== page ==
“Where are you?” I called out.
I heard her patter down the hallway and pop into her room, all smiles. “I was saying good night to the sky.”
The next morning Julia shook me from sleep with a latest balloon report, “I checked on the balloon sky,” she said. “It’s dry!”
Quick dry glue indeed.
We had breakfast and dressed, then I searched for a large enough plastic bag to transport our work of art to school.
“No! I want to carry it,” Julia said, hugging the cloud to her tiny chest.
“It would be easier to carry in a bag.”
“No, Mommy, pleaseeeeee.”
Minutes later Julia was clutching the balloon like a baby seal walking out of the elevator into the lobby.
“Oooohhh, I like your balloon,” Carlos the doorman crooned.
“Mommy and me made the sky!” Julia announced.
Then we walked out of the building and into the bitter cold March morning. Our twelve minute walk to the subway station on Broadway wasn’t looking so fun.
“Let’s take a cab,” I said.
Seven minutes later we prepared to exit the cab in front of the school. The building is very close to the Hudson River so it’s always quite windy, even on mild days, a fact that I forgot although the taxi was being pushed and shoved by an invisible gale.
I passed the driver a twenty then instructed Julia to “get out and go to the curb,” while I waited for my change. And few seconds later I heard the sound of screams blasting against the taxi’s windows. Julia. I leapt from the cab and found her hopping up and down on the cement in a frenzy. No blood in sight. But silvery tears streaked her brown face, as she pointed down the block, at the sight, the Sky Balloon, tumbling and falling down west 120th street in the gale.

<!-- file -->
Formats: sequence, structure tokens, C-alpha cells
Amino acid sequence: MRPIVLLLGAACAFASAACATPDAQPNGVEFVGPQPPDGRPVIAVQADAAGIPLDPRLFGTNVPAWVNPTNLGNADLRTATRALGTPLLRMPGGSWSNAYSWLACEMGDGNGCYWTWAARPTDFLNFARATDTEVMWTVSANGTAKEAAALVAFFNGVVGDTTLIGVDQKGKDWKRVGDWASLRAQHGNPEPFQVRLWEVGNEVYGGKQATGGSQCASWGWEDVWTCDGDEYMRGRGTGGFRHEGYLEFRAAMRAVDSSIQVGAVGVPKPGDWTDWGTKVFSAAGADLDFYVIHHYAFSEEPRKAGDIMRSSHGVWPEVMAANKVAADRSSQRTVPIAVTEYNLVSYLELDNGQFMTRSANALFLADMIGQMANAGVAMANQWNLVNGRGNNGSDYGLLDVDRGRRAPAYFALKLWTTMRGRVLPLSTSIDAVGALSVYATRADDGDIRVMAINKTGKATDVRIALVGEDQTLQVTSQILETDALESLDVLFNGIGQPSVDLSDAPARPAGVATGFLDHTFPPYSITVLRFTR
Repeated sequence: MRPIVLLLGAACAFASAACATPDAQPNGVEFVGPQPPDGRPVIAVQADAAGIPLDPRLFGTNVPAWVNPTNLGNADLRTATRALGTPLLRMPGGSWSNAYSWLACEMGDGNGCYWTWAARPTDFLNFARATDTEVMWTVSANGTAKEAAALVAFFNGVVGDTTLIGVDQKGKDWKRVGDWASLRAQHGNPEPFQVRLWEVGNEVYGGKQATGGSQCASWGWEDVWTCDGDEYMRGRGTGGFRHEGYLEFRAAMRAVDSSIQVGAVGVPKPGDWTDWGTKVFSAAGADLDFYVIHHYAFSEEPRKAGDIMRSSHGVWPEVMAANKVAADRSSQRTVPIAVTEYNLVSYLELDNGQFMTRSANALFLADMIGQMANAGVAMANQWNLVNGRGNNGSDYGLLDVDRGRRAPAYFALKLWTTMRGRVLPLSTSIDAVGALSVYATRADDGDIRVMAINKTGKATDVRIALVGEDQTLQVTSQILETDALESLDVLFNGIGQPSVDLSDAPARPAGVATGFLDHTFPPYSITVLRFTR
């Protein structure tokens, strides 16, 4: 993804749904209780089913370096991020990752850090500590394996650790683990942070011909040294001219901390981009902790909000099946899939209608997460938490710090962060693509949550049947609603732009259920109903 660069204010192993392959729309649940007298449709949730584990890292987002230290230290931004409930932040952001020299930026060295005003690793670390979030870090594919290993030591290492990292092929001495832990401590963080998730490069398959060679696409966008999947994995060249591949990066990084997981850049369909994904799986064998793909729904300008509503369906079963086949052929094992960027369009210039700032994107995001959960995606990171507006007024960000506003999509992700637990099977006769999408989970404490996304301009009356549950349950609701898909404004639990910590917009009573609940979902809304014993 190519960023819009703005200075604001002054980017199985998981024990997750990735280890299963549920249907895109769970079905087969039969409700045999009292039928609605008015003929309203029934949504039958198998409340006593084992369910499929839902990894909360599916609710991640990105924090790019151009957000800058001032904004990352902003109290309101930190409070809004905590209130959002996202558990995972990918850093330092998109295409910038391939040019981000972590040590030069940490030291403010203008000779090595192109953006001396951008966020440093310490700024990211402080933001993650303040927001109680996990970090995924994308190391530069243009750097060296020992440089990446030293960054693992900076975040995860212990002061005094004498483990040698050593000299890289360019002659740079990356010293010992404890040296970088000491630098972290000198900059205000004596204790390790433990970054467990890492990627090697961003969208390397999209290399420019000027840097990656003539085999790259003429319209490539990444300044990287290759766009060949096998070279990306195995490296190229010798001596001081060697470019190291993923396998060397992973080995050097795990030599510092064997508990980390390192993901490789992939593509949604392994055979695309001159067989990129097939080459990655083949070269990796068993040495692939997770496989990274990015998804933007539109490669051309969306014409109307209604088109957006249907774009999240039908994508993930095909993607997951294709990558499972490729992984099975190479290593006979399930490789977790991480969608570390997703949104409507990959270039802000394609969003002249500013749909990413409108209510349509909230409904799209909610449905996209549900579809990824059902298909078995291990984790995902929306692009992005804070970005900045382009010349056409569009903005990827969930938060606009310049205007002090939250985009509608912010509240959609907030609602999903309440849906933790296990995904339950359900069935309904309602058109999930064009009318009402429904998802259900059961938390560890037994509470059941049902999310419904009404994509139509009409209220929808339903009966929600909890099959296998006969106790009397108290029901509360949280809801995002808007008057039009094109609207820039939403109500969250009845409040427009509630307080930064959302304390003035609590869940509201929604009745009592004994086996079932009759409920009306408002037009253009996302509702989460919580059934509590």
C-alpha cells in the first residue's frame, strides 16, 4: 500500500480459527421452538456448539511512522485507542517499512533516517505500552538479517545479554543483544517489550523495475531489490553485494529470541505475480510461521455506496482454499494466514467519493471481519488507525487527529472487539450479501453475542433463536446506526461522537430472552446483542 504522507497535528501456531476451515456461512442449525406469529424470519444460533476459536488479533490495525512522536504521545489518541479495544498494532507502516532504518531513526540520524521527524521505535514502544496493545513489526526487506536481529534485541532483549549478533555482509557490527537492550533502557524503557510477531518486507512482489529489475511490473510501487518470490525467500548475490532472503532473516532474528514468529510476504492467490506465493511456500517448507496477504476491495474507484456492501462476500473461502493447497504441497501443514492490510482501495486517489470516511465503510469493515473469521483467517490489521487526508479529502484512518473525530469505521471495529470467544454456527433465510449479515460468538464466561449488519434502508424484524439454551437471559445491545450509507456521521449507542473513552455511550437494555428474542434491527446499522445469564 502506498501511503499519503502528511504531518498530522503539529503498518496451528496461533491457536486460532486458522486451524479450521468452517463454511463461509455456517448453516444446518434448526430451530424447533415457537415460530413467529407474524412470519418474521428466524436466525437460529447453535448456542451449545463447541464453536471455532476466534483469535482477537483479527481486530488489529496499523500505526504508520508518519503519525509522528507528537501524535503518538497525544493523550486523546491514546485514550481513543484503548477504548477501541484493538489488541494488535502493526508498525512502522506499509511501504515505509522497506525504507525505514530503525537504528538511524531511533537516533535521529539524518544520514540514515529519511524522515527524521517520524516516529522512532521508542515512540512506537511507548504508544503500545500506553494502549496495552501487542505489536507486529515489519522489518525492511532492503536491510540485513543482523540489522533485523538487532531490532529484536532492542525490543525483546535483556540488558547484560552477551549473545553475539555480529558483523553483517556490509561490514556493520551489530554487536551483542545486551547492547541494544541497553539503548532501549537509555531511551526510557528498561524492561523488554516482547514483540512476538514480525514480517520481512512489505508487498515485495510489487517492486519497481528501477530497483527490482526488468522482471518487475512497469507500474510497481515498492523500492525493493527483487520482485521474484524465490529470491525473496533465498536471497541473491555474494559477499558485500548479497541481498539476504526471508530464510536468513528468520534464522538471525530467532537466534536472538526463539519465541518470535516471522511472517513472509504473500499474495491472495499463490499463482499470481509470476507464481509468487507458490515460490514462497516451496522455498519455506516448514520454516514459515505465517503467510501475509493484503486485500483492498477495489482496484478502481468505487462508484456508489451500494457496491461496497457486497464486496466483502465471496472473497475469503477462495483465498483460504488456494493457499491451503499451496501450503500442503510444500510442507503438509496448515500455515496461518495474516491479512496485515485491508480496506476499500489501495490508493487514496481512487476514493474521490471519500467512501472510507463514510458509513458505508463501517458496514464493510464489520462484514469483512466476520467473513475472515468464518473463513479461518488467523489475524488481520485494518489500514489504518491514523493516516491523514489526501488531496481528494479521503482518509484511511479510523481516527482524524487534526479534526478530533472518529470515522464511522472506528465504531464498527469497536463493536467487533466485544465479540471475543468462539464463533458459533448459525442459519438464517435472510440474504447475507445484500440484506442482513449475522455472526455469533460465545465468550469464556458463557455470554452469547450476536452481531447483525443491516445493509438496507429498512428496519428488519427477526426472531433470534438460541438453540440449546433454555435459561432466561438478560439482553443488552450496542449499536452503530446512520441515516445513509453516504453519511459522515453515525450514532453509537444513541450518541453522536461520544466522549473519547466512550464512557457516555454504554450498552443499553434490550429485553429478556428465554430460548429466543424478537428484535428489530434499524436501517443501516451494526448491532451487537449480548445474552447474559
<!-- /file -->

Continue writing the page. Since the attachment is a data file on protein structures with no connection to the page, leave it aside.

I’ve seen some shocking things of late: The rise of Donald Trump in his own global reality TV show, Pluto’s demotions from a planet into a plutoid, and Bruce transforming into Caitlyn the Vanity Fair Magazine pin-up girl, but seeing my child’s 100 day project manhandled by the wind, hemorrhaging cotton balls across the sidewalk, my daughter sobbing, crushed me beyond belief.
“Grab it!” I yelled.
Julia and I took off after the blue balloon tumbling across the grey cement. For a good fifteen feet I scrambled to collect the white wounds as the battering winds shoved The Sky towards Claremont Avenue, towards the destruction that passing car tires would levy. Fear clutched my throat. I quickened my pace. Julia would not recover from seeing the death of her Sky. I had to stop it. I sprinted harder. But The Sky was too fast for me.
I spotted a man standing at the corner waiting for the walk signal, about twenty feet ahead. “Hey, HEY!” I yelled. “Grab that balloooooonn!!!!”